Spotlight: Queen Boran

While very few woman achieved high positions of power in Ancient Iran, there are examples of women who exercised both formal and informal authority. 

The Persepolis fortification tablets, a set of documents in Elamite that record the payment of workers who were building the city ca. 500 BC, show that some of the supervisors who managed the work crews were women (arraššara pašabena) and that women could be found among both skilled and unskilled workers. The tablets are remarkable in that they show women holding authority in lower class contexts as well as noble and royal families; the same tablets show women in charge of ordering supplies and managing their own property. 

But some of the most famous women in Iranian history appear towards the end of the pre-Islamic period. For instance, Queen Boran (d. 631/632 CE), daughter of Khusro II, accomplished much during her brief reign. The Muslim historian al-Tabari (d. 923 CE) records the following promises that she made to her subjects:

"Then there succeeded to the royal power Boran, daughter of Khusro (II) Abarwiz, son of Hormizd (IV), son of Khusro (I) of the Immortal Soul. It has been mentioned that she proclaimed on the day when she was hailed as queen, 'I will pursue righteousness and ordain justice,' and she entrusted Shahrbaraz's office to Fus Farrukh and invested him with the office of her chief minister.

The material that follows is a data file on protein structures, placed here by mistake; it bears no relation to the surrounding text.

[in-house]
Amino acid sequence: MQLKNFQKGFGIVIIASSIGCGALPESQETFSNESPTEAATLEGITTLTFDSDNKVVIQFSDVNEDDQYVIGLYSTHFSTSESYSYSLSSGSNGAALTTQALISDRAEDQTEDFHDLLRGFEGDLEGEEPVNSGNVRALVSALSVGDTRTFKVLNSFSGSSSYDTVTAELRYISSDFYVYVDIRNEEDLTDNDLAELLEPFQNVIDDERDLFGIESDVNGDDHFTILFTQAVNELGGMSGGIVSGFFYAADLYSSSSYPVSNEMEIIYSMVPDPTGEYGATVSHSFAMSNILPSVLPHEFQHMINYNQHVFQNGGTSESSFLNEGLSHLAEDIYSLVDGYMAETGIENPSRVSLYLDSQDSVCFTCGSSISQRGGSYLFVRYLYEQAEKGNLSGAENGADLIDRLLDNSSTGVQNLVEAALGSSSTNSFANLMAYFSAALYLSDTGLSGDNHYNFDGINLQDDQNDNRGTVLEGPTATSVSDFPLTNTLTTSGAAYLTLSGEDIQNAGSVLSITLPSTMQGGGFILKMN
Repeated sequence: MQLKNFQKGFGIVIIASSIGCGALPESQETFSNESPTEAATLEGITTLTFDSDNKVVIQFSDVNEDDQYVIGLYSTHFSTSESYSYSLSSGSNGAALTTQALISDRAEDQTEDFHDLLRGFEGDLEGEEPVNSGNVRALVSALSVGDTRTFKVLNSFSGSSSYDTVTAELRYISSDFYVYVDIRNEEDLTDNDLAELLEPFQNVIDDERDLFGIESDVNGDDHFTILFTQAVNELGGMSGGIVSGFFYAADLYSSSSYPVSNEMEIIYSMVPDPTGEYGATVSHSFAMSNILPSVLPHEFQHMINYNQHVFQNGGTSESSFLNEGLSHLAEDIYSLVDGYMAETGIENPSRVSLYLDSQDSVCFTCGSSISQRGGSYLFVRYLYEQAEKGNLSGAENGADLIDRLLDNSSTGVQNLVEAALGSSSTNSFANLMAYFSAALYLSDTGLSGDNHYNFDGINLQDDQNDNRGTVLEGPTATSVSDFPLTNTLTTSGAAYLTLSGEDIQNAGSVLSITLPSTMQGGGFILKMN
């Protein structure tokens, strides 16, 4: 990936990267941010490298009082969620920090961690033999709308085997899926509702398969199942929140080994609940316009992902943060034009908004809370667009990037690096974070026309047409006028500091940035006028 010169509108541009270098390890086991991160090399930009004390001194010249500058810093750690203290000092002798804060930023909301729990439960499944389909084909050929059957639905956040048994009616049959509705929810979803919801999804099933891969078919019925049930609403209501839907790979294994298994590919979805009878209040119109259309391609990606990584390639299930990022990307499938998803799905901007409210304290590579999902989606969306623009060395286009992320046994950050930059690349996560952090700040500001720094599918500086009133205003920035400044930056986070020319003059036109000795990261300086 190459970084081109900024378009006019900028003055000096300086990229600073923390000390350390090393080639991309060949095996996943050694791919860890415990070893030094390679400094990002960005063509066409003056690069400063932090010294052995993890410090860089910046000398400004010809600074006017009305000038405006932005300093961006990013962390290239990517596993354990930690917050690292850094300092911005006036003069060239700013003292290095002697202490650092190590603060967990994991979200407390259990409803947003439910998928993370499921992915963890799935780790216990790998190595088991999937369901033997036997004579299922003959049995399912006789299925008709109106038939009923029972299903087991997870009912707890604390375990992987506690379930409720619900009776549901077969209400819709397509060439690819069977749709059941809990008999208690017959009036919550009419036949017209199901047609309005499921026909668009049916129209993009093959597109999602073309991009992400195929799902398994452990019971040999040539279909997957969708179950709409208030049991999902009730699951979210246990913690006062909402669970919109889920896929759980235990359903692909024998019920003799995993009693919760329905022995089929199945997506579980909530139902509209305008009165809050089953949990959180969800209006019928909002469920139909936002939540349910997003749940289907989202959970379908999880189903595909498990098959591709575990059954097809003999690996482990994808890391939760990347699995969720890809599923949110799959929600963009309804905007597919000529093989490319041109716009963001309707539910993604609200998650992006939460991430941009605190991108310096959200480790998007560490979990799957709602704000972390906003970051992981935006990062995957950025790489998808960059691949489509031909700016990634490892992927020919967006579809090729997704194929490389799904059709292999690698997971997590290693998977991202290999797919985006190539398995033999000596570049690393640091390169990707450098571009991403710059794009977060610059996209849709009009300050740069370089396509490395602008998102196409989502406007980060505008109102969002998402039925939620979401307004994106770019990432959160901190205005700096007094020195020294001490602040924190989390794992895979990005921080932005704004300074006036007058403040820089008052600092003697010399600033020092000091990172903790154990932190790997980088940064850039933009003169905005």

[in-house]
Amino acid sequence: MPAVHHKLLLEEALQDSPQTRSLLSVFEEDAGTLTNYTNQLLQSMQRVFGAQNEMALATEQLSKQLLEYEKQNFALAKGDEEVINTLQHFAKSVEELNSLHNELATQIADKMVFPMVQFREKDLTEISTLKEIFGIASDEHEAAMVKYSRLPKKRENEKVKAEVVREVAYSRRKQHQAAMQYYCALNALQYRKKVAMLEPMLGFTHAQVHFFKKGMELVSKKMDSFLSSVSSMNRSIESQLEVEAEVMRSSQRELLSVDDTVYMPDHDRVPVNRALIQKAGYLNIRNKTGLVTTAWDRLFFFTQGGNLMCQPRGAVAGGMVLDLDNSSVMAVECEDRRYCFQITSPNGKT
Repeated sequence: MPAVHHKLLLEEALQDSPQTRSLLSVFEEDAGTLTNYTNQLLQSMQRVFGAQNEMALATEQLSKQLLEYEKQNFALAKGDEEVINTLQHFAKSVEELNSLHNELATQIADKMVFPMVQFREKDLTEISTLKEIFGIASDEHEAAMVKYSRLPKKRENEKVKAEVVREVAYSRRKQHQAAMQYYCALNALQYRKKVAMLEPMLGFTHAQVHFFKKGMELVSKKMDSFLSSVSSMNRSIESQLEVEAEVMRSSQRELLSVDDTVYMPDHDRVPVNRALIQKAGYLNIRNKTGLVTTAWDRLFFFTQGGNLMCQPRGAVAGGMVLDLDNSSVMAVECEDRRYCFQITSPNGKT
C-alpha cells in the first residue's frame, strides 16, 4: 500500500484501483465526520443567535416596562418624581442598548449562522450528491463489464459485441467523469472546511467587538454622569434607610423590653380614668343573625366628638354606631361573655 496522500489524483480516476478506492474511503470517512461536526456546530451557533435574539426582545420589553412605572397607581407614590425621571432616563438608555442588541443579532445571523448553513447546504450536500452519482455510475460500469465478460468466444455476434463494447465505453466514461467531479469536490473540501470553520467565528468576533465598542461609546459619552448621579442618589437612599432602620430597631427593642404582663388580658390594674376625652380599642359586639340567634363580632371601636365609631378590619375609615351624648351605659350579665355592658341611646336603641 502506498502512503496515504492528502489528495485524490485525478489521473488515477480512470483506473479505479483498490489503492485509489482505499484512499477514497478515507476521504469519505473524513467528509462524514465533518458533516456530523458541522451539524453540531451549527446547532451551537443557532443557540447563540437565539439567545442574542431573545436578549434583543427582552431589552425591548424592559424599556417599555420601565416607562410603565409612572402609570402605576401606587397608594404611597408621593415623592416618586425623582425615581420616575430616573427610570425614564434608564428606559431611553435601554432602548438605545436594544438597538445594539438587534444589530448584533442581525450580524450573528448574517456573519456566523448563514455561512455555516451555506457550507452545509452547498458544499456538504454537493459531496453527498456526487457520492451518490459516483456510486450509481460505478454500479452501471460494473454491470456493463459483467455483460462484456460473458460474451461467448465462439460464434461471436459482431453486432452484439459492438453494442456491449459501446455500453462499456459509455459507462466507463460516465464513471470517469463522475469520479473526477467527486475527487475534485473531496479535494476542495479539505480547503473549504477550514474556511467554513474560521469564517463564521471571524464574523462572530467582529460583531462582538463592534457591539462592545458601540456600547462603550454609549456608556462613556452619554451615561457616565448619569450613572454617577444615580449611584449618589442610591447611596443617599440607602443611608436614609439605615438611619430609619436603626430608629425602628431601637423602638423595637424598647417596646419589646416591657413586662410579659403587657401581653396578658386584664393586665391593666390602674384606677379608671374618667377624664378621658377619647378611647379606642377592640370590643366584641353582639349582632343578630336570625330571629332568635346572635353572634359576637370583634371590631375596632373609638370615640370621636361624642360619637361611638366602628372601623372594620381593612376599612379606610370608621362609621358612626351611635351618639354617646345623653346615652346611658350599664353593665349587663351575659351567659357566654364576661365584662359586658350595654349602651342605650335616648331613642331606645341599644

"She behaved kindly toward her subjects and spread justice among them. She gave orders for silver coins to be minted, and she repaired masonry bridges and boat bridges. She remitted for the people the arrears of the land tax which was due, and she wrote open letters to them about the policies of benevolence toward them that she intended to follow. . . She further exhorted them to be obedient and urged them to be faithful. Her letters brought together everything that was necessary [i.e., for the subjects' guidance and welfare]. She restored the wood of the [True] Cross to the ruler of Byzantium through the intermediacy of the Catholicos called Isho'yahb [the patriarch of the East Syrian Christian church]. Her tenure of royal power lasted one year and four months."

- Ta'rikh al-rusul wa'l muluk, by Abu Ja'far Muhammad b. Jarir al -Tabari

File:Coin of Boran, minted at Arrajan in 630.jpg - Wikimedia Commons

Silver dirham depicting Queen Boran, ca. 631 CE

Spotlight: Queen Boran